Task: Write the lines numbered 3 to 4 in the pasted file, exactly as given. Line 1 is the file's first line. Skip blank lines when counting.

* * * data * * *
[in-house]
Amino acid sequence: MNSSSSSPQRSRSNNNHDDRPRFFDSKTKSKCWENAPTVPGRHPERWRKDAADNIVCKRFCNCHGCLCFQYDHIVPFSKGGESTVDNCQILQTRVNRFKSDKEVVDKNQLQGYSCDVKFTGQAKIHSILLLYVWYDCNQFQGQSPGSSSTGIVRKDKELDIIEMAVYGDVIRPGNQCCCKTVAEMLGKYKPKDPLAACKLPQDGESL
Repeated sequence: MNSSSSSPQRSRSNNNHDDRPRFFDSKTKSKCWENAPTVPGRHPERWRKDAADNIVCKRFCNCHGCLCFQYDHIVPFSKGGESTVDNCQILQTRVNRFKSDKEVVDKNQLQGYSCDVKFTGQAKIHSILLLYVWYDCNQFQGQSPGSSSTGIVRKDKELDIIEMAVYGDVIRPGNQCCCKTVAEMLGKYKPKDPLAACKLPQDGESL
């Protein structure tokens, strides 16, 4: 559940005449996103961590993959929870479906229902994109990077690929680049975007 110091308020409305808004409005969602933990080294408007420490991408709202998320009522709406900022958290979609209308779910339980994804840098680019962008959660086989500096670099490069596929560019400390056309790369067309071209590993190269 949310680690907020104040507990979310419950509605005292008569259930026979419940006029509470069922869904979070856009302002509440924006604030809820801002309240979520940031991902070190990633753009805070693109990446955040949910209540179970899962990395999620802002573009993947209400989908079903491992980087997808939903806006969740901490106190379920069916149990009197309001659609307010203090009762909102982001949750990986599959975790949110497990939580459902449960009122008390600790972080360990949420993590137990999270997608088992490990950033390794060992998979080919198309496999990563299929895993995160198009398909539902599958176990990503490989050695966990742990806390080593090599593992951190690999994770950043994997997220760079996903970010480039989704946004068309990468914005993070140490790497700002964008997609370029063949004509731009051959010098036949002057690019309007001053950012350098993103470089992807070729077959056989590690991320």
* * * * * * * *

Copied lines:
Repeated sequence: MNSSSSSPQRSRSNNNHDDRPRFFDSKTKSKCWENAPTVPGRHPERWRKDAADNIVCKRFCNCHGCLCFQYDHIVPFSKGGESTVDNCQILQTRVNRFKSDKEVVDKNQLQGYSCDVKFTGQAKIHSILLLYVWYDCNQFQGQSPGSSSTGIVRKDKELDIIEMAVYGDVIRPGNQCCCKTVAEMLGKYKPKDPLAACKLPQDGESL
């Protein structure tokens, strides 16, 4: 559940005449996103961590993959929870479906229902994109990077690929680049975007 110091308020409305808004409005969602933990080294408007420490991408709202998320009522709406900022958290979609209308779910339980994804840098680019962008959660086989500096670099490069596929560019400390056309790369067309071209590993190269 949310680690907020104040507990979310419950509605005292008569259930026979419940006029509470069922869904979070856009302002509440924006604030809820801002309240979520940031991902070190990633753009805070693109990446955040949910209540179970899962990395999620802002573009993947209400989908079903491992980087997808939903806006969740901490106190379920069916149990009197309001659609307010203090009762909102982001949750990986599959975790949110497990939580459902449960009122008390600790972080360990949420993590137990999270997608088992490990950033390794060992998979080919198309496999990563299929895993995160198009398909539902599958176990990503490989050695966990742990806390080593090599593992951190690999994770950043994997997220760079996903970010480039989704946004068309990468914005993070140490790497700002964008997609370029063949004509731009051959010098036949002057690019309007001053950012350098993103470089992807070729077959056989590690991320």